Manage performance march2012


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How any organization can unleash its employees' full potential for maximum performance and competitive advantage.

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Manage performance march2012

  1. 1. T h e C h a z in G r o u p Achieve Optimal Performance The Chazin Group. © 2011.
  2. 2. About ME  BA in Comms (MBA Mktg)  20 Years In Corp. America  Started Career as Recruiter  Downsized 8X  Mktg/Sales Background Launched Biz Consultancy in ‘09Contact me:T: (201) 683-3399EM:
  3. 3.  J ob S e a rc hS t r a t e g ie s Me In t e r v ie w in g &N e t w o r k in g C a r e e r C o a c h in g L if e / W o r k B a la n c e B u s in e s s O w n e rC o a c h in g H u m a n C a p it a lD e v e lo p m e n t P r o f e s s io n a lD e v e lo p m e n t S a la r yN e g o t ia t io n s
  4. 4. Your People Matter Most 4The Chazin Group. © 2011.
  5. 5. Today, more than ever, organizations MUST find new ways to harness the untapped talents and creative energies of their employees, for their survival! 5 The Chazin Group. © 2011.
  6. 6. Employees Matter Most• Only 21% (1 in 5) of the employees surveyed are “engaged” in their work, and 38% admitted being partly to fully disengaged.• Engagement was defined as employees willing to go the extra mile to help their company succeed.Towers Perrin March, 2008 Global Workforce Study. 6 The Chazin Group. © 2011.
  7. 7. Employees Matter Most“…at a time when companies are looking for every source of potential advantage, the workforce itself represents the largest reservoir of untapped potential.” Julie Gebauer Towers Perrin Managing Director 7 The Chazin Group. © 2011.
  8. 8. Employees Matter Most• 88% of U.S. workers consider themselves creative BUT only 63% said their positions were creative.• 75% of survey respondents thought their employers valued creativity.• One in five said they would change jobs, even if it meant LESS money to be MORE creative.Survey conducted by IPSOS Research in 2007 to 564 adults commissioned by the FairfaxCounty, VA Economic Development Authority for the 2007 National Conference on theCreative Economy. 8 The Chazin Group. © 2011.
  9. 9. Employees Matter Most• In a 2008 study by Resources Global, 80% of global HR leaders believe the “war on talent” is a key & enduring business issue in the next ten years. 9 The Chazin Group. © 2011.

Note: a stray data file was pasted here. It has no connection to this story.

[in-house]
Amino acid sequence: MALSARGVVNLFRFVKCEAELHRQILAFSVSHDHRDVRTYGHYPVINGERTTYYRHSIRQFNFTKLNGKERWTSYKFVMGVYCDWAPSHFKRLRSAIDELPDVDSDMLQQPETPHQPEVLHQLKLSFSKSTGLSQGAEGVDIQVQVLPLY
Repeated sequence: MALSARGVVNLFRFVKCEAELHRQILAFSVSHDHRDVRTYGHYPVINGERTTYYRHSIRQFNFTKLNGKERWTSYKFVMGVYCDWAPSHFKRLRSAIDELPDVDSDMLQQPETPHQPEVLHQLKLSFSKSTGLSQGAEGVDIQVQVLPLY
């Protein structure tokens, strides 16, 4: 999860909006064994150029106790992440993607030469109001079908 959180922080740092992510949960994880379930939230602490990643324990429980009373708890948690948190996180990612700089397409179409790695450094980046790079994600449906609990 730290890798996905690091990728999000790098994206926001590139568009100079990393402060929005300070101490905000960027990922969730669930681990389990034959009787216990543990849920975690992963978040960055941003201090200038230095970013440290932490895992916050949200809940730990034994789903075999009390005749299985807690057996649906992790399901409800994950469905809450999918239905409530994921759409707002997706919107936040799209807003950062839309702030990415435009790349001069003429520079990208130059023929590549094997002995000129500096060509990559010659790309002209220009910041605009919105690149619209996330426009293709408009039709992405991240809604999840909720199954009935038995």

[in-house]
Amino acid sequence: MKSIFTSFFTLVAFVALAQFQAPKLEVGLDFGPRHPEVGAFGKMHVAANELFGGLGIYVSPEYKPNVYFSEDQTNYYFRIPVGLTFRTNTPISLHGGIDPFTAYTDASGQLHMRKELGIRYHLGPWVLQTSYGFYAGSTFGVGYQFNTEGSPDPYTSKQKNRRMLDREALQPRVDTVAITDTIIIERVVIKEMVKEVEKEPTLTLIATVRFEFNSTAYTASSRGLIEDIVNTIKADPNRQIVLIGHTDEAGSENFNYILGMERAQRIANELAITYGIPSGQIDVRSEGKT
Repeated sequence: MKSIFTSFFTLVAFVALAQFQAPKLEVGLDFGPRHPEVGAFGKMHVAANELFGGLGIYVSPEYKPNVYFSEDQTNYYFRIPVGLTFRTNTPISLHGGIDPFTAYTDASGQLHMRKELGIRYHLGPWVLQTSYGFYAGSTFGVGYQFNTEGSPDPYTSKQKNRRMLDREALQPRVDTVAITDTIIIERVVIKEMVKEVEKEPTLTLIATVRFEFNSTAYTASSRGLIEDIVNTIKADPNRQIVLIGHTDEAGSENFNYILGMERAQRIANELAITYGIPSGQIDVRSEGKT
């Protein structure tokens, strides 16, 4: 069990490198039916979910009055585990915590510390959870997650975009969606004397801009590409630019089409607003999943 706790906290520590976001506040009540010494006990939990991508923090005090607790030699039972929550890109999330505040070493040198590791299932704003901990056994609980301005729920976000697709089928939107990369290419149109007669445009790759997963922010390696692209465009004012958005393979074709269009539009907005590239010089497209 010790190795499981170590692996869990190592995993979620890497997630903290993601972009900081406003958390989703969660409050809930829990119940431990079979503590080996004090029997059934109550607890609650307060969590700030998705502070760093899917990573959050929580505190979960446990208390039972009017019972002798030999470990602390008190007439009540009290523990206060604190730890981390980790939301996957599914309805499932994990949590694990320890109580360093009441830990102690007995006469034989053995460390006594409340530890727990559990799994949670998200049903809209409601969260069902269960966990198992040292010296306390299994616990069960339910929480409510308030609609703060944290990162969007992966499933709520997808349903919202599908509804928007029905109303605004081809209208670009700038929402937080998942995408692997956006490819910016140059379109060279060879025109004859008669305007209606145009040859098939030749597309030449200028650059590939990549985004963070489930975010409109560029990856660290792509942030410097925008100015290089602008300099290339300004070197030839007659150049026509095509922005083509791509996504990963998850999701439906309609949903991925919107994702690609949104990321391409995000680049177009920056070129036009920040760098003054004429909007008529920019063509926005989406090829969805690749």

10. 10. Leadership Versus Management!
  11. 11. Leadership: It’s In You Management is detrimental; leadership is critical – HERE’S WHY… MANAGEMENT LEADERSHIP“Management” (from Old French • Possess a VISION • A person who builds consensus,ménagement “the art of conducting, guides, or inspires othersdirecting”, from Latin manu agere “to • Generally refers to the position orlead by the hand”) characterizes the office of an authority figureprocess of leading and directing all or • The ability to get people to followpart of an organization, often a willingly • About behavior first, skills secondbusiness, through the deployment • Creates “buy in”and manipulation of resources(human, financial, material,intellectual or intangible)…
  12. 12. Definitions Abound• Possess a VISION• A person who builds consensus, guides, or inspires others• Generally refers to the position or office of an authority figure• The ability to get people to follow willingly• About behavior first, skills second• Creating buy in
  13. 13. What Makes a Leader• “They may forget what you said, but they will never forget how you make them feel.” Carol Buchner• “Many of lifes failures are people who did not realize how close they were to success when they gave up.” Thomas Edison• “A leader is one who knows the way, goes the way, and shows the way.” John C. Maxwell• “Too many people overvalue what they are not and undervalue what they are.” Malcolm Forbes
  14. 14. T h h eC C h a izto G o o u p T e How ni nG Become ha z r rup a Leader• Check Yourself…Who Are You? – People Have to WANT to Follow You• Possess Self Knowledge – Your Strengths & Weaknesses – Seek Opinions / Criticisms• Become a Role Model• Make Your Words Your Actions – Your Actions Should Mirror Your Words 14
  15. 15. T h e C h a zto G r o u p How i n Become a LeaderYour Five Step Plan• Plan• Have A Vision• Share Your Vision• Takes Charge• Inspire Through Example! 15 The Chazin Group. © 2011.